Combining two inflammation-blocking drugs reduces hospitalization and death from Covid-19 compared with a standard therapy, according to the World Health Organization. Adding drugs that block an immune protein called interleukin-6 to an already widely used treatment, corticosteroids, reduces the risk of death and the need for breathing assistance, the health agency said Tuesday in a statement. The recommendation was based on 27 trials involving almost 11,000 people.
Pfizer vaccine less effective against delta variant
A study conducted in Israel found that the Pfizer COVID-19 vaccine is somewhat less effective against the more infectious delta variant, though it was still found to be effective at preventing severe illness. As The Wall Street Journal reports, the Pfizer vaccine protected 64 percent of immunized people during an outbreak of the delta variant, a sharp drop when compared to the 94 percent of people it had previously been shown to protect. However, the shot was still 94 percent effective at preventing severe illness, a slight decrease from the 97 percent that were kept from experiencing severe illness previously.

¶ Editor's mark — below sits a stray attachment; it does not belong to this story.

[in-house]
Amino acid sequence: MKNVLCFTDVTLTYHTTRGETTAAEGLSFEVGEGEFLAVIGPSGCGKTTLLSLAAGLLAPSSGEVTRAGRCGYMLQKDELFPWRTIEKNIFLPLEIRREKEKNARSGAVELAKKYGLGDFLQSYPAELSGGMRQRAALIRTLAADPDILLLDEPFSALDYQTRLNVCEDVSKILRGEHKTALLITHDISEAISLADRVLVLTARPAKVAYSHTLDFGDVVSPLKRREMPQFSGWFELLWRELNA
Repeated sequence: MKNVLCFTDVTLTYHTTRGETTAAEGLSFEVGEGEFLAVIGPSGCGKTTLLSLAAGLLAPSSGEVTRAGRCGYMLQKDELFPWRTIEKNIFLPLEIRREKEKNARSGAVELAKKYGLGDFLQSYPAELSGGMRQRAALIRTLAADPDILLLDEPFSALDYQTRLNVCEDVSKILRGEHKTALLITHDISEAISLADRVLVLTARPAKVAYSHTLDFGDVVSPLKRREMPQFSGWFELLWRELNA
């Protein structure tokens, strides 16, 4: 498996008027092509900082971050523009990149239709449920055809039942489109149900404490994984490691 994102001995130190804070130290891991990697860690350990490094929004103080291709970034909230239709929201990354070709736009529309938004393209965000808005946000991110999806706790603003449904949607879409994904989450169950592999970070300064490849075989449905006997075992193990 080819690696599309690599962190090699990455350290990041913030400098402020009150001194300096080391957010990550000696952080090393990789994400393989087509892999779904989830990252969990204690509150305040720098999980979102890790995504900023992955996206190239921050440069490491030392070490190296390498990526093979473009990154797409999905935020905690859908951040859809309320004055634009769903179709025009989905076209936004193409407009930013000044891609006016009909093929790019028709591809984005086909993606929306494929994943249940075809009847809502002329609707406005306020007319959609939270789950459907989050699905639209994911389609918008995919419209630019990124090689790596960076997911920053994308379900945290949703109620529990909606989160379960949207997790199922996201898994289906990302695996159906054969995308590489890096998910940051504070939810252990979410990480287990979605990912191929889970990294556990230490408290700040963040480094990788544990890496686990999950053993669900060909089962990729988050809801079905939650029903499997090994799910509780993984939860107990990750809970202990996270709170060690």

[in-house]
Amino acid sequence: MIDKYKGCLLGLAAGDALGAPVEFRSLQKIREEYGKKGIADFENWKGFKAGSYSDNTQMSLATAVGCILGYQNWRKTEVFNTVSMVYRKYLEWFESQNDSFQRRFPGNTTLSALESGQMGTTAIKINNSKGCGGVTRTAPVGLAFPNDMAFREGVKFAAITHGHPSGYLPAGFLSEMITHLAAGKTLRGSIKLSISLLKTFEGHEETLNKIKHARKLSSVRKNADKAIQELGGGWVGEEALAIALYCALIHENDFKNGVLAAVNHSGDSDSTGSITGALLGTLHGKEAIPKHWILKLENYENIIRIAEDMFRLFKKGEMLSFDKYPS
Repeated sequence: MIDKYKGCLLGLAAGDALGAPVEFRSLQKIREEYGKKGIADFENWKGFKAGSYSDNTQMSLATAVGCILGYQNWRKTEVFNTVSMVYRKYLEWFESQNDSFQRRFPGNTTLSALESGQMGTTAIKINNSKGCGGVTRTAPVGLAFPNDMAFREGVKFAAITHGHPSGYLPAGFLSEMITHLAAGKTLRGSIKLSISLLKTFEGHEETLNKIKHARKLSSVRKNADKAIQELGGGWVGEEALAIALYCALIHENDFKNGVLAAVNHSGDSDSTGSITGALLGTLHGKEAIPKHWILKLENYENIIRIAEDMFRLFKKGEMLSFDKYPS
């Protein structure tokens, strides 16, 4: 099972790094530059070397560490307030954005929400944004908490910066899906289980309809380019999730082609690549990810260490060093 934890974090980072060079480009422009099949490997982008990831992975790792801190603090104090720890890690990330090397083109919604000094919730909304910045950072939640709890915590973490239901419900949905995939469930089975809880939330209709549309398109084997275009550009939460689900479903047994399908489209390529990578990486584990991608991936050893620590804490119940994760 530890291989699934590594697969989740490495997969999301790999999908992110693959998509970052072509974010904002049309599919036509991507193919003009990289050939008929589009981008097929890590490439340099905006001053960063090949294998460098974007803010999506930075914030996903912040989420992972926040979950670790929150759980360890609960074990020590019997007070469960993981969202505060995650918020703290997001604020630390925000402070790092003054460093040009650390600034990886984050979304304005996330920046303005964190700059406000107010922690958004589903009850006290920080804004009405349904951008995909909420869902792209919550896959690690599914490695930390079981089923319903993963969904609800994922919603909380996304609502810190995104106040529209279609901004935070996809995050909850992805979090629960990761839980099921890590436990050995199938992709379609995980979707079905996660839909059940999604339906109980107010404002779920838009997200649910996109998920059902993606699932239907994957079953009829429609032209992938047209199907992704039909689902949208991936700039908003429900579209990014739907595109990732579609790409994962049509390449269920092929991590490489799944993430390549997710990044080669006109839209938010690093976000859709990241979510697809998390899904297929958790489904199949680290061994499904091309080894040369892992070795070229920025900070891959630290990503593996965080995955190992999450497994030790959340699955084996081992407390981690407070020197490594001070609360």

The Delta variant is causing more than 80% of new COVID-19 infections in 4 US states, including 96% of new cases in Missouri
The Delta variant is ripping through parts of the US, causing more than 80% of new COVID-19 infections in four states, data shows. The highly infectious Delta variant accounts for more than 80% of new coronavirus infections in Kansas, Arkansas, Connecticut, and Missouri, according to data compiled by Scripps Research's Outbreak.info. In Missouri, more than 96% of new cases are caused by Delta, the data showed on Tuesday — the highest percentage of any US state.
Johnson & Johnson Vaccine Protects Against Delta Variant, Company Reports
The Johnson & Johnson coronavirus vaccine is effective against the highly contagious Delta variant, even eight months after inoculation, the company reported on Thursday — a finding that should reassure the 11 million Americans who have gotten the shot. The vaccine showed a small drop in potency against the variant, compared with its effectiveness against the original virus, the company said. But the vaccine was more effective against the Delta variant than the Beta variant, first identified in South Africa — the pattern also seen with mRNA vaccines.